Mother of two spared from Indonesia execution; Eight others executed

​Upon hearing that their mum, Filipina Mary Jane Veloso, had been spared from execution at the 11th hour, the two young boys yelled: "Yes, yes mama will live."

Amid global anger, Indonesia executed eight other foreign drug convicts by firing squad.

Veloso was meant to be executed until President Joko Widodo, who has been facing strong international pressure, decided to postpone her execution amidst new evidence at the last minute - to the relief of Veloso's family members.

Her family had previously visited the execution island, Nusa Kambangan, to say their goodbyes.

Veloso even had a message for her two boys, which she asked her sister to deliver.


Fortunately, a request sent by the Philippines government for a stay of execution was granted.

Activists react outside the Indonesian embassy in Makati after Veloso's reprieve is granted. PHOTO: Reuters

Veloso had maintained, since her arrest, that she was duped into smuggling 2.6kg of heroin into Indonesia.

A woman, Maria Kristina Sergio, surrendered herself to the Nueva Ecija Provincial Police Office in the Philippines on Tuesday morning (April 28). 

She is the woman that Veloso's family said offered the latter a job as a maid in Malaysia in 2010 - and sweetened the deal with incentives like money, a motorcycle and a mobile phone.

When the pair arrived in Malaysia, Veloso was told that that the job was not available anymore. But Veloso was reassured that there was a position in Yogyakarta, Indonesia. 

Sergio introduced Veloso to two men in Malaysia, both of whom bought her a new bag and gave her some money.

Veloso had asked Sergio why the bag seemed so heavy - but Sergio reassured her that it was only because it was a new bag.

However at the Yogyakarta airport, her luggage set off an alarm, and 2.6kg of heroin was wrapped in aluminium foil and sewn into the lining of her luggage. 


While the reprieve is temporary, Veloso's family is not giving up hope.

Mum Celia Veloso told Philippine radio station DZMM: 

"Miracles do come true. We are so happy, I can't believe it. I can't believe my child will live.

We had no more. My other children were already in the island waiting to pick up her body.

We are all so happy. Her kids were all awake, yelling 'Yes, yes, mama will live!'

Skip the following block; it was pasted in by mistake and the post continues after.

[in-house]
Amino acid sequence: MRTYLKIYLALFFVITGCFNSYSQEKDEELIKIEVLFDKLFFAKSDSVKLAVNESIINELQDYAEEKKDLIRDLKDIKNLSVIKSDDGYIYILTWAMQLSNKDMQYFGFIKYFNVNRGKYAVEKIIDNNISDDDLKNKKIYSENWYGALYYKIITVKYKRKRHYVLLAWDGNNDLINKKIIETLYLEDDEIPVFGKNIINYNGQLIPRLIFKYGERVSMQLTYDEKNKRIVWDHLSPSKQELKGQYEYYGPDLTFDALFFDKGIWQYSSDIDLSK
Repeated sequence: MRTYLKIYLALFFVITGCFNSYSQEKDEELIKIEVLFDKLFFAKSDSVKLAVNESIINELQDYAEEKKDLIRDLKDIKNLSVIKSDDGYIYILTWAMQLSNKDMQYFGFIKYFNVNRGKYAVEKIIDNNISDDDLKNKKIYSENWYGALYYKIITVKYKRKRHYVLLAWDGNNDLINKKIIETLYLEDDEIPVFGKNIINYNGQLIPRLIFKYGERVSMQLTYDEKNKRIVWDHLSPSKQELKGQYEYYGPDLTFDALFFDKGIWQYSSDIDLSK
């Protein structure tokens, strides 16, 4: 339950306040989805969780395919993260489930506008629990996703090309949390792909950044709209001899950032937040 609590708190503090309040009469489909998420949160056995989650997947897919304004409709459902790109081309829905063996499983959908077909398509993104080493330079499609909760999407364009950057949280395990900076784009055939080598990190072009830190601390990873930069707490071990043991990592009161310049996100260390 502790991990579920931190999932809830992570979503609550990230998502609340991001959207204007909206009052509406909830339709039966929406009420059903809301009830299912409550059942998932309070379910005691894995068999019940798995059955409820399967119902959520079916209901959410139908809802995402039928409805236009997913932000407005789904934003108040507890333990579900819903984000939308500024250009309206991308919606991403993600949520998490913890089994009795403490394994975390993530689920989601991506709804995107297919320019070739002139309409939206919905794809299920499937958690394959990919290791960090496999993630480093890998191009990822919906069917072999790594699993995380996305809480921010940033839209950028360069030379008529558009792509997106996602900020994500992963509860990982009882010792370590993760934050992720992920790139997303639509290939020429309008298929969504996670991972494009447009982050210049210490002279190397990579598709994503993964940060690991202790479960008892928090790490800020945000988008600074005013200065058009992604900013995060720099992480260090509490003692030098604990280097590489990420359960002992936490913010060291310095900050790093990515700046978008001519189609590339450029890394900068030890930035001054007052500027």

I will tell her it is true what she said: If god wants you to live, as long as there is a minute left, he will save you."


Meanwhile, there has been widespread anger directed at President Widodo especially following the execution of two Australians, Myura Sukumaran and Andrew Chan.

Michael Chan, who is Chan's brother, tweeted about the loss of his brother to a "flawed Indonesian legal system".



Steven Ciobo, Liberal MP and parliamentary secretary to Julie Bishop, the minister for foreign affairs, condemned the executions.



The Australians' Indonesian lawyer Todong Mulya Lubis apologised for failing in his mission to save the men from the death penalty.





Australian prime minister Tony Abbott has responded by recalling its ambassador from Indonesia. 

Abbott said: "We respect Indonesia's sovereignty but we do deplore what's been done and this cannot be simply business as usual.

"For that reason, once all the courtesies have been extended to the Chan and Sukumaran families, our ambassador will be withdrawn for consultations."

An online campaign calling for Australians to boycott Bali and Indonesia, which are popular holiday destinations, has also gained popularity on social media following the executions. 

More than a million Australians visit Indonesia each year, according to the Australian Bureau of Statistics.



Related report: The road to redemption for the two 'Bali Nine' men set to be executed soon